Habitat for Humanity has been a tireless advocate for the homeless and a recent blog post by Robert Hickey, Habitat for Humanity International director of housing policy development and analysis, sheds light on new trends in homelessness. The data was derived from Harvard University’s Joint Center for Housing Studies released the 2019 State of the Nation’s Housing report. Blog: Habitat for Humanity
Highlights of the report:
- No one should pay more than 30 percent of their income on housing. When you spend more than that, you are considered “cost-burdened” by housing.
- 38 million households nationwide — 31.5% of all households — are paying more than 30% of their incomes on housing. That’s 20.5 million renters and 17.3 million homeowners.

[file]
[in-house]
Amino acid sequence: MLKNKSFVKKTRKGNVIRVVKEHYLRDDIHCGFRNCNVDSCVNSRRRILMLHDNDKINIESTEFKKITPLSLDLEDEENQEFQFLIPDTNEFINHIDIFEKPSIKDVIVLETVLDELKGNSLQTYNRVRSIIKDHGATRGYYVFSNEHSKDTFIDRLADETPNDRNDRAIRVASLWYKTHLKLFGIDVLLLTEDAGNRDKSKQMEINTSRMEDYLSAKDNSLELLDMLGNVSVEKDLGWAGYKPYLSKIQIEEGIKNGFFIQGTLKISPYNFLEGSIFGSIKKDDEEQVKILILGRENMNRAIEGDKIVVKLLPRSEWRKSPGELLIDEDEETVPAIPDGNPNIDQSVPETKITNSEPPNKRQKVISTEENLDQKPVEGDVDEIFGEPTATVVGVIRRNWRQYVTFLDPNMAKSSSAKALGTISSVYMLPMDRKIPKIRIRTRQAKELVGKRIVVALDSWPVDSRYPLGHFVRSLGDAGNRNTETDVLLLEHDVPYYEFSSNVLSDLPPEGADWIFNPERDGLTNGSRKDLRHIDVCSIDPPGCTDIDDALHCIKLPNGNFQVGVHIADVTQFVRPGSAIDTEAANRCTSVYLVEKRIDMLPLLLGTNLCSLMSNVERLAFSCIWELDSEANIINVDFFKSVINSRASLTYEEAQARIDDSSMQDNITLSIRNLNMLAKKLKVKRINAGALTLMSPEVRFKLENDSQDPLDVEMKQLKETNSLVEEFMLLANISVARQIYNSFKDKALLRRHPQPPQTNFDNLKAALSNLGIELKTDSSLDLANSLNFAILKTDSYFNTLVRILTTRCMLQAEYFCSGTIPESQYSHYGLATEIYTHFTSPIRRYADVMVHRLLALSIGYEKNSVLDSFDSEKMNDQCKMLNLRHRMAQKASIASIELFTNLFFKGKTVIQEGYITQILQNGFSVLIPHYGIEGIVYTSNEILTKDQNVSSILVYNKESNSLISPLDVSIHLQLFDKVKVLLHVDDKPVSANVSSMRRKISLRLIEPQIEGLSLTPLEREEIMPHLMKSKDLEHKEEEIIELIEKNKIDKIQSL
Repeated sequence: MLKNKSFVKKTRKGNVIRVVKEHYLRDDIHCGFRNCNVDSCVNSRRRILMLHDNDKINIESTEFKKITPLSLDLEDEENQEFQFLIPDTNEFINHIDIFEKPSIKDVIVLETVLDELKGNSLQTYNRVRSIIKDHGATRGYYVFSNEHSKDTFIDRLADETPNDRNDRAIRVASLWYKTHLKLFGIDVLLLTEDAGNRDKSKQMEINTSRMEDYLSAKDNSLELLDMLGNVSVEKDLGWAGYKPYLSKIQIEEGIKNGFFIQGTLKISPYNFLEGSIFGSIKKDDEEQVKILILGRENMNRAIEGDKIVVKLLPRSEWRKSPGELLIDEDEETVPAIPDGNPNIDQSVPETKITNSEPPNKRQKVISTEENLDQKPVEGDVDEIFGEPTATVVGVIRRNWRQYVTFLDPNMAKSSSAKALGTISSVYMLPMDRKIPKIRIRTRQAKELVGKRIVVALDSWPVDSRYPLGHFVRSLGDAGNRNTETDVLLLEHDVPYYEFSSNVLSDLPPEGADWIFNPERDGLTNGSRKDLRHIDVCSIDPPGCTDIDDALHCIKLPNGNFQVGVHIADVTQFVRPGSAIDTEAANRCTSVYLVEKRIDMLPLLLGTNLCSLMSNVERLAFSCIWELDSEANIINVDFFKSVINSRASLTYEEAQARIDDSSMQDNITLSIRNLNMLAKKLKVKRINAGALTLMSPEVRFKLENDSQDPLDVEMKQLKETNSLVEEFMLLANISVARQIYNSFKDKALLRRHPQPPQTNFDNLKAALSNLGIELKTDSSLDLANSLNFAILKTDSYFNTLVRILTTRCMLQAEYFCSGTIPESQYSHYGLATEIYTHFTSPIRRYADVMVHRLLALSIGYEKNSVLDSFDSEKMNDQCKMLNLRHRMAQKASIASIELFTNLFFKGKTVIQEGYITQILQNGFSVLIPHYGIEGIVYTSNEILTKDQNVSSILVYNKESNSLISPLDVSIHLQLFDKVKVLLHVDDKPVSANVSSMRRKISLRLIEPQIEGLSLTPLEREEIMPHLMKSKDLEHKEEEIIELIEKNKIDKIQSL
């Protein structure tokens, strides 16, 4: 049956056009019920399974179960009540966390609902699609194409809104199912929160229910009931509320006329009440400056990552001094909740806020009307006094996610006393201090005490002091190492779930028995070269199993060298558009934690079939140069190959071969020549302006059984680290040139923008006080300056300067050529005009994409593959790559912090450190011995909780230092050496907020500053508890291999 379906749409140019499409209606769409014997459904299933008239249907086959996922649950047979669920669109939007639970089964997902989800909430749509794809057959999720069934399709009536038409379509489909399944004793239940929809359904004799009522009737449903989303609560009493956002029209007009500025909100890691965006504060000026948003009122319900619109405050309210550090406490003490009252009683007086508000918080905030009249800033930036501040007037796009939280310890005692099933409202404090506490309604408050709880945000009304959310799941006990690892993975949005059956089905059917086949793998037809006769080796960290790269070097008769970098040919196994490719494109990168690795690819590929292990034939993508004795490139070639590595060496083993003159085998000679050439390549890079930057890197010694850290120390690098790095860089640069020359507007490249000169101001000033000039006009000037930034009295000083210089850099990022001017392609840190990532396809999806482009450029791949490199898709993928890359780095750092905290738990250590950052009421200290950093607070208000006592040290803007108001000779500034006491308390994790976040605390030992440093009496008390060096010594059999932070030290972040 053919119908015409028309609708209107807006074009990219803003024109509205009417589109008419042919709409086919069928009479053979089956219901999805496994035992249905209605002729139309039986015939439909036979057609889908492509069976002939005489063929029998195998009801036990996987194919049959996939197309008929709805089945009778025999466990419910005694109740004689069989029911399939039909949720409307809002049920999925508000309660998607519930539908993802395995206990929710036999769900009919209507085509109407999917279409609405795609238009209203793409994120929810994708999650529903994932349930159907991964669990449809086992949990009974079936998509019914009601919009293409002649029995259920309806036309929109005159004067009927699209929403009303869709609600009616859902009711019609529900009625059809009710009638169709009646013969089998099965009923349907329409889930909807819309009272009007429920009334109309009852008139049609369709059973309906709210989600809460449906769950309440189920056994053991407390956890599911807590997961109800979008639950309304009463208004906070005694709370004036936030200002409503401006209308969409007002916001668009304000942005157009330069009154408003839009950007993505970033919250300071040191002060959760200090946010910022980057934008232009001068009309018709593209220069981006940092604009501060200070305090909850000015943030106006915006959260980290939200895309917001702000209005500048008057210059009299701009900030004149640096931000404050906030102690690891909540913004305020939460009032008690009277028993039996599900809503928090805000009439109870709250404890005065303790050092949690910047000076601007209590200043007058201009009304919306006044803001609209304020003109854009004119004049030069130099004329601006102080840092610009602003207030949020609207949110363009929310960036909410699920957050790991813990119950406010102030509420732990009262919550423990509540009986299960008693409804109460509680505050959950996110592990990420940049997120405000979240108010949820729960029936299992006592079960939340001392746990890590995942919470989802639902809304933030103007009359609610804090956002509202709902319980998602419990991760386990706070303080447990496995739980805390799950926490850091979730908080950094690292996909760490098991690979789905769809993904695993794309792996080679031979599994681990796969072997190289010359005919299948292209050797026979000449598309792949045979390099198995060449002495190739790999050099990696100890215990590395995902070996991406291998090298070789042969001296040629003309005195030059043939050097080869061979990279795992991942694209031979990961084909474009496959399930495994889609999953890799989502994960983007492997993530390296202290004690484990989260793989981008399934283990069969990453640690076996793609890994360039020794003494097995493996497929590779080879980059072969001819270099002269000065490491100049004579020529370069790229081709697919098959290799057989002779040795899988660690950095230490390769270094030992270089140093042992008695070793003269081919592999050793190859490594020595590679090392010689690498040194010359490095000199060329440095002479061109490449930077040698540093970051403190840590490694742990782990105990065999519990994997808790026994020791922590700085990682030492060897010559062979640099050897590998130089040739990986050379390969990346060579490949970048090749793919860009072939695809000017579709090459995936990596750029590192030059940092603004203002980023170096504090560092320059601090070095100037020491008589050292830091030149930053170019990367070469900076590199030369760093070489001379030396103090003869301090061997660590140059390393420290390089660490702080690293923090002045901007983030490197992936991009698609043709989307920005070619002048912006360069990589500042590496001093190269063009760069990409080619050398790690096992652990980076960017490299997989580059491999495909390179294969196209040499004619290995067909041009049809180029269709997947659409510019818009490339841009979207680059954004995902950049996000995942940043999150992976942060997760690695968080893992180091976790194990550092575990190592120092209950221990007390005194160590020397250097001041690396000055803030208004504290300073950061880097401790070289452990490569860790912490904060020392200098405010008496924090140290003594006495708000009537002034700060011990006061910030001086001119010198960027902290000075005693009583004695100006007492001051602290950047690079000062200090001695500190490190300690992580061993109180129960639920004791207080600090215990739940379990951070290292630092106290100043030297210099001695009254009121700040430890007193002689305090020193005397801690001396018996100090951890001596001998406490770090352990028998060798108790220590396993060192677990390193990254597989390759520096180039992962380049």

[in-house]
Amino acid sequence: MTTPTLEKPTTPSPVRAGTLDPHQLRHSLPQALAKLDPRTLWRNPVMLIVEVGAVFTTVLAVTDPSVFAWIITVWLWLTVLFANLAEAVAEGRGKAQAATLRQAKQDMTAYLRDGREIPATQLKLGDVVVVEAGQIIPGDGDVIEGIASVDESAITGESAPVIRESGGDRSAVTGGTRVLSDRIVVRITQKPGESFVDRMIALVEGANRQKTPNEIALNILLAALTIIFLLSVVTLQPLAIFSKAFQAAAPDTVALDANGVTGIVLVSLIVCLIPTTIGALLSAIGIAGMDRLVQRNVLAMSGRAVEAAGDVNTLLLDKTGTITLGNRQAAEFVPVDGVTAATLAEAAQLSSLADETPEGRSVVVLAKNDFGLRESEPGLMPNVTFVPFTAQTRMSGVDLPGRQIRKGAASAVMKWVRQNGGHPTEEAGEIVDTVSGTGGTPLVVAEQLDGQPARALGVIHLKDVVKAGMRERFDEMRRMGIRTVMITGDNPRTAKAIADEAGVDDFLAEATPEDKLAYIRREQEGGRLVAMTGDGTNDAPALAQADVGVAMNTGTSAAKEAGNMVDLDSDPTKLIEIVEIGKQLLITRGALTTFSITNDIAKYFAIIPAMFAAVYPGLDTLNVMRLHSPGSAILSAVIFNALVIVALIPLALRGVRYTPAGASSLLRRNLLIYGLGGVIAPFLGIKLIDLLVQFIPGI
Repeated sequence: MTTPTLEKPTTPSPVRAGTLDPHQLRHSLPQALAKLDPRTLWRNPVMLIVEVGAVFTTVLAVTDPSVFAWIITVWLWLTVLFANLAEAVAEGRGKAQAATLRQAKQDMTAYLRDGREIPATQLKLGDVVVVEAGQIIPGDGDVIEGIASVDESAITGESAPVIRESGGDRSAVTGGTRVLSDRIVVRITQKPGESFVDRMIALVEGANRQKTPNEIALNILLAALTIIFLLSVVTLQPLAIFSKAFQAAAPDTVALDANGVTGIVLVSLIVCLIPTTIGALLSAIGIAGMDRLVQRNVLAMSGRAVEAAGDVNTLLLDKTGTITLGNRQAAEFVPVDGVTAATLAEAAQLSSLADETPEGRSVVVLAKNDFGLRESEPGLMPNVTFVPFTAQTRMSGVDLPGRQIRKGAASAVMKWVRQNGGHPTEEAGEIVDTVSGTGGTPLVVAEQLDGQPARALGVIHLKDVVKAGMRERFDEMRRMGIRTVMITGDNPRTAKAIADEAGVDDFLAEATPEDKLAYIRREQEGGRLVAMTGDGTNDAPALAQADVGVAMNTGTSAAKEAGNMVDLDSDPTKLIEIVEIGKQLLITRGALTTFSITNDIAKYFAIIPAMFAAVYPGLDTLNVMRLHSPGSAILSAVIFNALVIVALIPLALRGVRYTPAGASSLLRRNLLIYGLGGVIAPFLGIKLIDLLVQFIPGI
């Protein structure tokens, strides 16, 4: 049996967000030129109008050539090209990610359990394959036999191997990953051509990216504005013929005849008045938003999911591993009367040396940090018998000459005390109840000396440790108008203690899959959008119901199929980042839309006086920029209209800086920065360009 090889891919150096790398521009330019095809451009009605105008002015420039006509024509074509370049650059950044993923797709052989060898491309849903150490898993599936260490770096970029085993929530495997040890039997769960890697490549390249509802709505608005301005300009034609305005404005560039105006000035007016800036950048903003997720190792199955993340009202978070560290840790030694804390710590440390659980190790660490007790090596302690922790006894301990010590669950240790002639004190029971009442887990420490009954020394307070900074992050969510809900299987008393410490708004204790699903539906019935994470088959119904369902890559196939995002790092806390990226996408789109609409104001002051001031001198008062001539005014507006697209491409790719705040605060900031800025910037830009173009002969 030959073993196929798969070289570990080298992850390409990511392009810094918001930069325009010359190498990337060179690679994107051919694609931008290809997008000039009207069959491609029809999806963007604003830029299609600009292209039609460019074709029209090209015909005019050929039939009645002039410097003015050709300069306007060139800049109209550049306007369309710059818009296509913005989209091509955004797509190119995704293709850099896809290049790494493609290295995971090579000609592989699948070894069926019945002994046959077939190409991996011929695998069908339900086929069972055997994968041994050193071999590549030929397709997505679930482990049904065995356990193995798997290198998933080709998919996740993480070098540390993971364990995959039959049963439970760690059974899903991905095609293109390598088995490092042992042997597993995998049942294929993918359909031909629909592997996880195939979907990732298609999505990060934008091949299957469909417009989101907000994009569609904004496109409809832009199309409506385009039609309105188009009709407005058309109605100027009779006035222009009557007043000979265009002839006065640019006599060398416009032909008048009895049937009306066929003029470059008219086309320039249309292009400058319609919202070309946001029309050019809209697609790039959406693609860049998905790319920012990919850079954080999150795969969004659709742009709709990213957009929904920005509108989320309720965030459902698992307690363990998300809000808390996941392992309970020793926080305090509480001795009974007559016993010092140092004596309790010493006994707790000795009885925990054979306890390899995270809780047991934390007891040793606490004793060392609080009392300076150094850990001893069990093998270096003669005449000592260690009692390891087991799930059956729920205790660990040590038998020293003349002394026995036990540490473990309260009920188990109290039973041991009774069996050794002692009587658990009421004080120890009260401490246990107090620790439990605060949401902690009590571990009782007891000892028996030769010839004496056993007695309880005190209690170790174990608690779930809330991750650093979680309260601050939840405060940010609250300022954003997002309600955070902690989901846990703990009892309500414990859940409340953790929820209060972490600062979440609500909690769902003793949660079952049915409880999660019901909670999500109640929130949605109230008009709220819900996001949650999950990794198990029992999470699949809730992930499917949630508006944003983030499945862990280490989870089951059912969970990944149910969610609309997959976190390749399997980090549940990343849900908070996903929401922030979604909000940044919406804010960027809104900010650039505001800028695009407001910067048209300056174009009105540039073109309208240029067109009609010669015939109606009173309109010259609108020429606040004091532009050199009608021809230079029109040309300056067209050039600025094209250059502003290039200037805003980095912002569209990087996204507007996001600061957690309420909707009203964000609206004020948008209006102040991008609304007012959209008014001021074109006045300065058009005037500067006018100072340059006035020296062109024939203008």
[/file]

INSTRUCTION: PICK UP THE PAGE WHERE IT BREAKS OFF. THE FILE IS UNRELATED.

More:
- A near-record share of renters — 47.4% — still face unaffordable rents.
- More than 18 million households — 1 in 6 — are paying more than half of their income on housing and are considered severely cost-burdened.
- Rising rents and persistently high home prices are undercutting slow gains in income. Overall, rents were up another 3.6% in 2018, and home prices were near their highest levels since 1980, adjusting for inflation.
- Cutting back on health care spending by nearly 70%.
- New housing supply lagged overall need by 260,000 homes in 2018, continuing an eight-year trend.
- The overall U.S. home ownership rate rose slightly in 2018 to 64.4%. Between 2016 and 2018, the rate increased 2.6% for Asian/other households, while both white and Hispanic households were up 1.1%. The black home ownership rate rose just seven-tenths of a percentage point.